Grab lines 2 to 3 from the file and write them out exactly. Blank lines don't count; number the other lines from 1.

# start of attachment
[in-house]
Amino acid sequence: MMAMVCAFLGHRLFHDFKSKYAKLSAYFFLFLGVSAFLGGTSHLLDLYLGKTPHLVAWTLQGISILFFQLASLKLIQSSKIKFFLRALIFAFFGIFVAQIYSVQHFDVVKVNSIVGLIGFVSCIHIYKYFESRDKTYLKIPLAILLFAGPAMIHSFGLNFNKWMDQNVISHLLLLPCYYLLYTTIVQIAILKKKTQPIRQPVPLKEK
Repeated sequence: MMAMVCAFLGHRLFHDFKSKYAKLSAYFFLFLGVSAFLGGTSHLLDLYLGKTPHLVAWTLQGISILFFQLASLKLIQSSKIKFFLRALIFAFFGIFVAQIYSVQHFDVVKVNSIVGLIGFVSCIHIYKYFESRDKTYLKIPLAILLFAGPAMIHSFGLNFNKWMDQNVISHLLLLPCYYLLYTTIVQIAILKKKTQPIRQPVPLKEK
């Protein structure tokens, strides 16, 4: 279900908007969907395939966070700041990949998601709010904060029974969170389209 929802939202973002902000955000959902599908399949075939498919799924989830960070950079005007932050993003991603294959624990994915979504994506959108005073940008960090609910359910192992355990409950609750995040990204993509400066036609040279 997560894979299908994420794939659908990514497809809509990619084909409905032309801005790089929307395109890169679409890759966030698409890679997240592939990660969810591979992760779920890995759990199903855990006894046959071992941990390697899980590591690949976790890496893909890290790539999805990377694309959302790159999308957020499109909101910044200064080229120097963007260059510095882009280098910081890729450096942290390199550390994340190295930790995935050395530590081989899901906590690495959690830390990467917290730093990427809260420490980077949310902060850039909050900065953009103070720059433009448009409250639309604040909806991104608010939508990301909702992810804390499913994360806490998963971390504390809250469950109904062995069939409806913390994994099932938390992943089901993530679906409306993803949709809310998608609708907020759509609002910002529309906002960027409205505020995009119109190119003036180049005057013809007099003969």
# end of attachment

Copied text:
Amino acid sequence: MMAMVCAFLGHRLFHDFKSKYAKLSAYFFLFLGVSAFLGGTSHLLDLYLGKTPHLVAWTLQGISILFFQLASLKLIQSSKIKFFLRALIFAFFGIFVAQIYSVQHFDVVKVNSIVGLIGFVSCIHIYKYFESRDKTYLKIPLAILLFAGPAMIHSFGLNFNKWMDQNVISHLLLLPCYYLLYTTIVQIAILKKKTQPIRQPVPLKEK
Repeated sequence: MMAMVCAFLGHRLFHDFKSKYAKLSAYFFLFLGVSAFLGGTSHLLDLYLGKTPHLVAWTLQGISILFFQLASLKLIQSSKIKFFLRALIFAFFGIFVAQIYSVQHFDVVKVNSIVGLIGFVSCIHIYKYFESRDKTYLKIPLAILLFAGPAMIHSFGLNFNKWMDQNVISHLLLLPCYYLLYTTIVQIAILKKKTQPIRQPVPLKEK